If your base class starts requiring more information, it's natural that you should have to change all derived classes - and indeed anything calling the constructors of those classes - because they have to provide the information. I know it can seem like a pain, but it's just a natural consequence of what constructors do.

3
  • I don't get this paradigm at all. At the end of the day a constructor is just a method like any other. It just gets called to "setup" a class. If the base setup method does all the setup needed, why do derived classes need to care? How is it different than a regular method? Because of this, I have to update many derived classes just to add base class functionality. It's a time waster that serves no upside and is even ideologically inconsistent.
    – Slight
    Nov 22, 2022 at 5:22
  • 1
    @Slight: It's only "ideologically inconsistent" if you consider it to be "a method like any other", which I certainly don't. As for "serves no upside" - does that mean you'd be happy for every single class to have a parameterless constructor, just because Object does? Say goodbye to any validation of the genuinely required parameters for every class. Constructors are not the same as regular methods - they're only used when creating objects, which is effectively before inheritance becomes relevant to callers.
    – Jon Skeet
    Nov 22, 2022 at 7:10
  • 1
    @Slight: It might be useful to be able to explicitly declare that you want to inherit all the constructors from the base class, but I certainly wouldn't want to change the default behavior.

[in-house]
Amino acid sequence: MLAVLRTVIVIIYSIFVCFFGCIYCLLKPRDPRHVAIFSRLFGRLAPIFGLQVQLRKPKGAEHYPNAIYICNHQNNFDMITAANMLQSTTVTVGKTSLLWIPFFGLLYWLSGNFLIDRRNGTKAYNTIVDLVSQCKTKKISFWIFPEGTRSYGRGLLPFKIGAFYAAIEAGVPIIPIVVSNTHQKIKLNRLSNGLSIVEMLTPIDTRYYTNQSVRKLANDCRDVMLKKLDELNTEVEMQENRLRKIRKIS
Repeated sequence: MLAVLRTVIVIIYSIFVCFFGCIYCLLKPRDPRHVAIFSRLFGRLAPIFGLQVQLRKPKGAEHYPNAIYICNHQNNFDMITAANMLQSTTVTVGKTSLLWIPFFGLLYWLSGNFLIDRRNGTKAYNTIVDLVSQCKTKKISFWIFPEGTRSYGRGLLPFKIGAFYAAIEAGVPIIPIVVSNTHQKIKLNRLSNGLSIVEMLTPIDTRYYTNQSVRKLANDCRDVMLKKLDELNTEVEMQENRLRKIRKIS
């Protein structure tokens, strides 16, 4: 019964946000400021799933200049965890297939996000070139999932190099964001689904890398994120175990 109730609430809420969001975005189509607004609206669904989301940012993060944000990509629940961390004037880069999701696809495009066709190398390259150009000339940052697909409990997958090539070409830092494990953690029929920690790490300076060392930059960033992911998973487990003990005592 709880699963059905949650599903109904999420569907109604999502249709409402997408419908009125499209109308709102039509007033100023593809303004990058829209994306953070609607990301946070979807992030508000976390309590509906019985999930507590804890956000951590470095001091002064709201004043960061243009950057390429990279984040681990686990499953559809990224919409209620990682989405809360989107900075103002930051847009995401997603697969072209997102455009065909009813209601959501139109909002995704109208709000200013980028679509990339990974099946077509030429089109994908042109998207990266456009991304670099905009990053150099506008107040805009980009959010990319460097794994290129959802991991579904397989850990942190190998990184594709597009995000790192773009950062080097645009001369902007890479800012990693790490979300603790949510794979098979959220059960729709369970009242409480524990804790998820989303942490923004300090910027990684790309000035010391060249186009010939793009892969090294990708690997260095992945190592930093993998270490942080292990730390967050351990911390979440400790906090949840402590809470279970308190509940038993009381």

– Jon Skeet
    Nov 22, 2022 at 7:10
8

I had the same problem, and I solved it by replacing my constructor with a factory method like this:

A is the parent class.

public static T getChild<T>(int number) where T:A, new()
{
    T child = new T();
    T._number = number;
    return child;

}

You can create a Child class with

Child b = A.getChild<Child>(2);

4
  • Why is this not an answer to this question? It replaces an empty constructor public Child(int number) : base(number){} in every child class.
    – jasdefer
    Nov 30, 2014 at 11:26
  • 1
    Before @Ben edited the answer, it was like a "I'm having the same issue" post. I withdraw my first comment respectfully. Nov 30, 2014 at 11:42
  • Ah okay, you are right. It really sounded that way. Thanks for your remark.
    – jasdefer
    Nov 30, 2014 at 12:16
  • 1
    @HashemQolami: You do have to thoroughly read "I have the same issue" answers to see if they also offer a solution.
    – Ben Voigt
    Nov 30, 2014 at 16:18
1

A kind of alternative could be to rely on a Dependency Injection container to initialize your objects, that way the that reference to the base class (could be the call to the base constructor or another initializer method) would "externalized" to the DI container.

I don't know if it makes sense to your case or not

0

If you can use records, you would still have to repeat the name of the properties, but the syntax would be lighter and you can add more properties in the derived classes.

public abstract record GrammarElement(TokenSegment Segment)
{
  // common functions
}

public record Identifier(TokenSegment Segment, string Name):
  GrammarElement(Segment)
{
  // specific functions
}